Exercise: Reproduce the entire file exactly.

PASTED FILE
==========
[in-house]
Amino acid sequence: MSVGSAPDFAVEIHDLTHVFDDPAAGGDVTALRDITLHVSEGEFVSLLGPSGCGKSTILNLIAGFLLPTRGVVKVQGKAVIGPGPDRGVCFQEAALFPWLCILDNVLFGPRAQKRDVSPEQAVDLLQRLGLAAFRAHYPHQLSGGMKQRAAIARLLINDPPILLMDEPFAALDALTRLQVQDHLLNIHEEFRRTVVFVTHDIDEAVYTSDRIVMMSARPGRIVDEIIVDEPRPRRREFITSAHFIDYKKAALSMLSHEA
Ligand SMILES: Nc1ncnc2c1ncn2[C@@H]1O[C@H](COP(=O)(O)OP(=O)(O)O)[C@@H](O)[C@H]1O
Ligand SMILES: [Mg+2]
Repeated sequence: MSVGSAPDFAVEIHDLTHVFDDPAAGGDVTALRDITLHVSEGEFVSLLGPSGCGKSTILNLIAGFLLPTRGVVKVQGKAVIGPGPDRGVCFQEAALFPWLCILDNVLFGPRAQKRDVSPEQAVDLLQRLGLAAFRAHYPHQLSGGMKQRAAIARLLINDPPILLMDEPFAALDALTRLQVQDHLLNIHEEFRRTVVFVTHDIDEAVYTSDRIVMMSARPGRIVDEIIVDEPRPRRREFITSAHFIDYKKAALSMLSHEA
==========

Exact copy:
[in-house]
Amino acid sequence: MSVGSAPDFAVEIHDLTHVFDDPAAGGDVTALRDITLHVSEGEFVSLLGPSGCGKSTILNLIAGFLLPTRGVVKVQGKAVIGPGPDRGVCFQEAALFPWLCILDNVLFGPRAQKRDVSPEQAVDLLQRLGLAAFRAHYPHQLSGGMKQRAAIARLLINDPPILLMDEPFAALDALTRLQVQDHLLNIHEEFRRTVVFVTHDIDEAVYTSDRIVMMSARPGRIVDEIIVDEPRPRRREFITSAHFIDYKKAALSMLSHEA
Ligand SMILES: Nc1ncnc2c1ncn2[C@@H]1O[C@H](COP(=O)(O)OP(=O)(O)O)[C@@H](O)[C@H]1O
Ligand SMILES: [Mg+2]
Repeated sequence: MSVGSAPDFAVEIHDLTHVFDDPAAGGDVTALRDITLHVSEGEFVSLLGPSGCGKSTILNLIAGFLLPTRGVVKVQGKAVIGPGPDRGVCFQEAALFPWLCILDNVLFGPRAQKRDVSPEQAVDLLQRLGLAAFRAHYPHQLSGGMKQRAAIARLLINDPPILLMDEPFAALDALTRLQVQDHLLNIHEEFRRTVVFVTHDIDEAVYTSDRIVMMSARPGRIVDEIIVDEPRPRRREFITSAHFIDYKKAALSMLSHEA